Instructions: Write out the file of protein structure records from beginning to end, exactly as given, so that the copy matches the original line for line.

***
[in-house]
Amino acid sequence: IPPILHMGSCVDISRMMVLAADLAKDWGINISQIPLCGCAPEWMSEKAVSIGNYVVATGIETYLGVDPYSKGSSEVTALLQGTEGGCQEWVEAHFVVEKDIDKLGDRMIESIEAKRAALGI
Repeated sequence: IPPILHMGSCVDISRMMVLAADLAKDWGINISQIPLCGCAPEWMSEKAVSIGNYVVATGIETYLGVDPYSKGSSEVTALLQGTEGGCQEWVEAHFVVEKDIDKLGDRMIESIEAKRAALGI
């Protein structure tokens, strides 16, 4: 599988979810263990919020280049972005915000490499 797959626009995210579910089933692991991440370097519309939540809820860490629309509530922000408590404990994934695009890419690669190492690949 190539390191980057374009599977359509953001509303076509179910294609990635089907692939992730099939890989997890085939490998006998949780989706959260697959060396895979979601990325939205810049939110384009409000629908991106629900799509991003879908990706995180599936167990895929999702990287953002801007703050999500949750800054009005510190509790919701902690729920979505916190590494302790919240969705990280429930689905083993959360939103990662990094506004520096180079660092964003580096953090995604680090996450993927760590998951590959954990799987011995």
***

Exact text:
[in-house]
Amino acid sequence: IPPILHMGSCVDISRMMVLAADLAKDWGINISQIPLCGCAPEWMSEKAVSIGNYVVATGIETYLGVDPYSKGSSEVTALLQGTEGGCQEWVEAHFVVEKDIDKLGDRMIESIEAKRAALGI
Repeated sequence: IPPILHMGSCVDISRMMVLAADLAKDWGINISQIPLCGCAPEWMSEKAVSIGNYVVATGIETYLGVDPYSKGSSEVTALLQGTEGGCQEWVEAHFVVEKDIDKLGDRMIESIEAKRAALGI
């Protein structure tokens, strides 16, 4: 599988979810263990919020280049972005915000490499 797959626009995210579910089933692991991440370097519309939540809820860490629309509530922000408590404990994934695009890419690669190492690949 190539390191980057374009599977359509953001509303076509179910294609990635089907692939992730099939890989997890085939490998006998949780989706959260697959060396895979979601990325939205810049939110384009409000629908991106629900799509991003879908990706995180599936167990895929999702990287953002801007703050999500949750800054009005510190509790919701902690729920979505916190590494302790919240969705990280429930689905083993959360939103990662990094506004520096180079660092964003580096953090995604680090996450993927760590998951590959954990799987011995």